The greatest central banker in my professional lifetime was Paul Volcker. His signal achievement was bringing down the inflation rate from roughly 15 percent to about 3 percent more than three decades ago. The simplest way to look at the economic evils of runaway prices is to think of inflation as a tax hike — on consumers, savers, investors, corporate profits, capital gains, and so on. One humongous tax hike. And it was the myriad tax-hike effects of high inflation that wrecked the American economy in the 1970s.
But Volcker turned that around, and he did so using a rules-based approach to slaying price hikes. He was an old fashioned central banker who still believed the dollar should be as good as gold. And he carefully watched market-based signals like gold, commodities, and the exchange value of the dollar to let him know if he was going down the right road.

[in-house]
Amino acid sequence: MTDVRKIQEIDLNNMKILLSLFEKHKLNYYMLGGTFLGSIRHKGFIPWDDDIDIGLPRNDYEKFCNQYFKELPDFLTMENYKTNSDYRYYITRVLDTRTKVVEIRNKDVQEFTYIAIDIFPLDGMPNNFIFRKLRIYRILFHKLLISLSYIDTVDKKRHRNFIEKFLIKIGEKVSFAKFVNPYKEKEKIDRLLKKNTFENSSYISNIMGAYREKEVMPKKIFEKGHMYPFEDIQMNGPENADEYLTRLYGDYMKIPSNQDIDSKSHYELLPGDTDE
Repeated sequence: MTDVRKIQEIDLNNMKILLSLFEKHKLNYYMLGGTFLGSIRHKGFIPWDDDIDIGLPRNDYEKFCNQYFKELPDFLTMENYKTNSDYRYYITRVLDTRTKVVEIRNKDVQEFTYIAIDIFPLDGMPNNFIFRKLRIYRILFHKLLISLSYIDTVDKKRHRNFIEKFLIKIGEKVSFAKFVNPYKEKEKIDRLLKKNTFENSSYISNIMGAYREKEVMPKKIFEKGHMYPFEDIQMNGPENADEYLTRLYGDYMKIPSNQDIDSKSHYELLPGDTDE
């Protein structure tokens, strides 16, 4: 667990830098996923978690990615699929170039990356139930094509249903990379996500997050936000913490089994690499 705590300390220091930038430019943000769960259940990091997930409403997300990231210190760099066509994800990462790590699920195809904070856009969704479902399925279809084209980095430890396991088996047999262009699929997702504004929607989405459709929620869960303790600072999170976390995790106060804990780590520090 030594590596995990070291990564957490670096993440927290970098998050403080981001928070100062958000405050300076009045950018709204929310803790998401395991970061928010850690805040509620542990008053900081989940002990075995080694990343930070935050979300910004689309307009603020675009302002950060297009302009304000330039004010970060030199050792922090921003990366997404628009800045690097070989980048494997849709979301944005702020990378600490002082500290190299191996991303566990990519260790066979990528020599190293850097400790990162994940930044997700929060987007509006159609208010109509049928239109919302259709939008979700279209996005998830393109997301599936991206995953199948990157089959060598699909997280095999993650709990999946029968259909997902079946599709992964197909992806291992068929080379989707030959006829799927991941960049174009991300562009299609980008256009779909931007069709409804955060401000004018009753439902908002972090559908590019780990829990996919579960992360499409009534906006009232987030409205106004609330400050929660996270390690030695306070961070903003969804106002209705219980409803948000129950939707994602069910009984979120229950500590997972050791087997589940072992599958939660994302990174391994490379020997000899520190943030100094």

I reflect on this as Janet Yellen gets ready to take over at the Federal Reserve.
Read my full column here.